Artificial Small Transmembrane Proteins as Novel Agents to Modulate Cell Behavior and Study Protein-protein Interactions
Based on our analysis of the BPV E5 protein, we devised a genetic approach to construct and identify small proteins that can alter cell behavior. We used a PCR-based method to construct complex retrovirus libraries in which various portions of the E5 protein are replaced with random sequences of hydrophobic amino acids to generate artificial transmembrane proteins we designate traptamers, for transmembrane aptamers. After expression in cells, isolates that induce cell transformation were selected on the basis of their ability to induce focus formation in rodent fibroblasts. We found that a surprisingly large fraction of random transmembrane domains with diverse sequences can induce cell transformation by interacting with the transmembrane domain of the PDGF ß receptor. Some of these proteins display altered specificity compared to the wild-type E5 protein in terms of their ability to recognize PDGF ß receptor transmembrane domains containing amino acid substitutions, and several of them can be converted by single amino acid substitutions from transmembrane activators into proteins that inhibit the action of PDGF. In some cases, these proteins retain no amino acid sequences from the E5 protein or any other natural protein, yet can still bind and activate the PDGF receptor and cause tumors in animals (Fig. 3), and some of them have drastically reduced chemical complexity compared to naturally occurring proteins.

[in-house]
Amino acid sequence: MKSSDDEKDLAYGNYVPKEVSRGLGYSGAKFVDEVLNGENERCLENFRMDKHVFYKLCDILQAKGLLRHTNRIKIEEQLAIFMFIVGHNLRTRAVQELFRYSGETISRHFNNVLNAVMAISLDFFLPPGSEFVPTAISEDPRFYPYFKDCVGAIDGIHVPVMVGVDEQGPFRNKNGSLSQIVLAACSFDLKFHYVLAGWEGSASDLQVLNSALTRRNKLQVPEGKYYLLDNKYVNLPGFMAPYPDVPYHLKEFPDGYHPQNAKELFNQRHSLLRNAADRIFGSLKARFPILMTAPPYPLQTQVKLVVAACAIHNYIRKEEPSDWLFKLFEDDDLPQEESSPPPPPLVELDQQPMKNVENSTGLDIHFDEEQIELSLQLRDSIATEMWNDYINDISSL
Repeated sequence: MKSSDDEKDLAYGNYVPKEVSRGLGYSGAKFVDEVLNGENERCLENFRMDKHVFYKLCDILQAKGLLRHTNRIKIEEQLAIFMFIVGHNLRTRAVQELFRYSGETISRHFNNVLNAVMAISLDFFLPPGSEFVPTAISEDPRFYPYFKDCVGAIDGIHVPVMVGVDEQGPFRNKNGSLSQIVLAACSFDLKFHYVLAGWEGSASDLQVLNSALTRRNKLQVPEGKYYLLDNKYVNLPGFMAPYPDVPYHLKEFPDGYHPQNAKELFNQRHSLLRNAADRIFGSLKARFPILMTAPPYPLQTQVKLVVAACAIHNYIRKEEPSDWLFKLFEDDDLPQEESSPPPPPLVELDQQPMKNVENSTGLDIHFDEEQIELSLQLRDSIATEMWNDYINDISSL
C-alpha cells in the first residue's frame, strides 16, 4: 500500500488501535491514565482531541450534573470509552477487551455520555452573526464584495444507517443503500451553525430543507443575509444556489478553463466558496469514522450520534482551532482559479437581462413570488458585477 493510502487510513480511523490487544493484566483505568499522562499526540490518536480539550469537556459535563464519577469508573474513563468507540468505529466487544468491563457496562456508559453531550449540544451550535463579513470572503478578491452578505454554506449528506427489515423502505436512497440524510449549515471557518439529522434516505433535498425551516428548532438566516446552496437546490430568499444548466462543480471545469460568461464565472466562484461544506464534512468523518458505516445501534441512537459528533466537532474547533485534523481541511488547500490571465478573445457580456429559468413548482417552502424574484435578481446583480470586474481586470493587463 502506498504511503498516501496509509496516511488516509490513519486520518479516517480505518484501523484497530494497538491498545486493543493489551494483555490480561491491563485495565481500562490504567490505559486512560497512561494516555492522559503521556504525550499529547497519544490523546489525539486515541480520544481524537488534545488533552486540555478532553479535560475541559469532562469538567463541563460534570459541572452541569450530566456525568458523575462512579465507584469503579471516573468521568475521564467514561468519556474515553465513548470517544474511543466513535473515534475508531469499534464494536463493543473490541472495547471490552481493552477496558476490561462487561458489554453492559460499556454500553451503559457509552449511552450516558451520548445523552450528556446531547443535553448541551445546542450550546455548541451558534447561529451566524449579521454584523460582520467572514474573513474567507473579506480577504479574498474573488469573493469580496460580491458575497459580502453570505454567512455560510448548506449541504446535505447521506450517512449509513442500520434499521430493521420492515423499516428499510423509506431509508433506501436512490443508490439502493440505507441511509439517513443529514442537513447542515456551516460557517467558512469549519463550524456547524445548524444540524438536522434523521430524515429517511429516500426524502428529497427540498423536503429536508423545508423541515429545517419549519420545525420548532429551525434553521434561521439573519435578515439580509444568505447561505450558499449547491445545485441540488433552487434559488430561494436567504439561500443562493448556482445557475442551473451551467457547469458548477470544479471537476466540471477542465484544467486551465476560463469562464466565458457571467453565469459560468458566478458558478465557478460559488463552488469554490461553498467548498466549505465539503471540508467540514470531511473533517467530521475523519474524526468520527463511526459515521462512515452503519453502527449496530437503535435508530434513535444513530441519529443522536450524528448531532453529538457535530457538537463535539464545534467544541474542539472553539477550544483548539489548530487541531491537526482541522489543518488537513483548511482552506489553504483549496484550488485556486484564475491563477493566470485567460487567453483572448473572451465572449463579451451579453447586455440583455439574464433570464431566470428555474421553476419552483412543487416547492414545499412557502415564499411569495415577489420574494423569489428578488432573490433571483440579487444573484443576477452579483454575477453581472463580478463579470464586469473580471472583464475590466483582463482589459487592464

We have extended this approach to identify traptamers that activate the erythropoietin receptor and induce erythroid differentiation in primary human hematopoietic cells, or down-regulate the HIV co-receptor CCR5 and inhibit HIV infection in human T cells (Fig. 4). Several of these proteins utilize different mechanisms to modulate the same target, recognize the target in different ways, or induce differential signaling. These findings provide insight into protein-protein interactions, oncogenesis, and possibly protein evolution and the origin of life, and they have important implications for artificial protein engineering. Because 30% of all cell proteins are integral membrane proteins, it is possible that this approach can be used to modulate many potential targets. We are currently focusing on determining the mechanism of traptamer-mediated CCR5 down-regulation, determining the basis for altered signaling by different traptamers that activate the same target, and exploring the implications of proteins with minimal chemical complexity in terms of their specificity and signaling profiles.